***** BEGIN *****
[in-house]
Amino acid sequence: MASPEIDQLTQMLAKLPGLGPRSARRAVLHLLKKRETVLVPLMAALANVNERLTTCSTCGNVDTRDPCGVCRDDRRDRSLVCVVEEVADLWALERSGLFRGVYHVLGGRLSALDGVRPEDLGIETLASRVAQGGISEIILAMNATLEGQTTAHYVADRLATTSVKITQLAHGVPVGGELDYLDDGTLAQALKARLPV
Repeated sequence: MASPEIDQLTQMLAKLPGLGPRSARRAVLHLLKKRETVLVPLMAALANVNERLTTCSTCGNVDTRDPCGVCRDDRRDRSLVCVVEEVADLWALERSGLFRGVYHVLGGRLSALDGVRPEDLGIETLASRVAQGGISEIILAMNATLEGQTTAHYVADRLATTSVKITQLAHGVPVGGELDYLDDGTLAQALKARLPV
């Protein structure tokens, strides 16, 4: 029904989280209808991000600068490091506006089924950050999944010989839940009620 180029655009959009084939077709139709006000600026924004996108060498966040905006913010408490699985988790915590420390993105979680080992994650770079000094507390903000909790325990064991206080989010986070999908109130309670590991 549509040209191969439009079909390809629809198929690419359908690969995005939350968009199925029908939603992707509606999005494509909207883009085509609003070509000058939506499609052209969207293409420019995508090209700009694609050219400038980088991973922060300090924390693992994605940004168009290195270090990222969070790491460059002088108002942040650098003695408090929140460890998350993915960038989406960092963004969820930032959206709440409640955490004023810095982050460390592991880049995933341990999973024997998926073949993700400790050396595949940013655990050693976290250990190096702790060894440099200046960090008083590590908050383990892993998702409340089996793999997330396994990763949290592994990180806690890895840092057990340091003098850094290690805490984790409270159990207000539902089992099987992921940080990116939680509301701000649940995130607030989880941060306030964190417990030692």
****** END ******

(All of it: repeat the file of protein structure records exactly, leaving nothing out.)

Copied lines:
[in-house]
Amino acid sequence: MASPEIDQLTQMLAKLPGLGPRSARRAVLHLLKKRETVLVPLMAALANVNERLTTCSTCGNVDTRDPCGVCRDDRRDRSLVCVVEEVADLWALERSGLFRGVYHVLGGRLSALDGVRPEDLGIETLASRVAQGGISEIILAMNATLEGQTTAHYVADRLATTSVKITQLAHGVPVGGELDYLDDGTLAQALKARLPV
Repeated sequence: MASPEIDQLTQMLAKLPGLGPRSARRAVLHLLKKRETVLVPLMAALANVNERLTTCSTCGNVDTRDPCGVCRDDRRDRSLVCVVEEVADLWALERSGLFRGVYHVLGGRLSALDGVRPEDLGIETLASRVAQGGISEIILAMNATLEGQTTAHYVADRLATTSVKITQLAHGVPVGGELDYLDDGTLAQALKARLPV
């Protein structure tokens, strides 16, 4: 029904989280209808991000600068490091506006089924950050999944010989839940009620 180029655009959009084939077709139709006000600026924004996108060498966040905006913010408490699985988790915590420390993105979680080992994650770079000094507390903000909790325990064991206080989010986070999908109130309670590991 549509040209191969439009079909390809629809198929690419359908690969995005939350968009199925029908939603992707509606999005494509909207883009085509609003070509000058939506499609052209969207293409420019995508090209700009694609050219400038980088991973922060300090924390693992994605940004168009290195270090990222969070790491460059002088108002942040650098003695408090929140460890998350993915960038989406960092963004969820930032959206709440409640955490004023810095982050460390592991880049995933341990999973024997998926073949993700400790050396595949940013655990050693976290250990190096702790060894440099200046960090008083590590908050383990892993998702409340089996793999997330396994990763949290592994990180806690890895840092057990340091003098850094290690805490984790409270159990207000539902089992099987992921940080990116939680509301701000649940995130607030989880941060306030964190417990030692």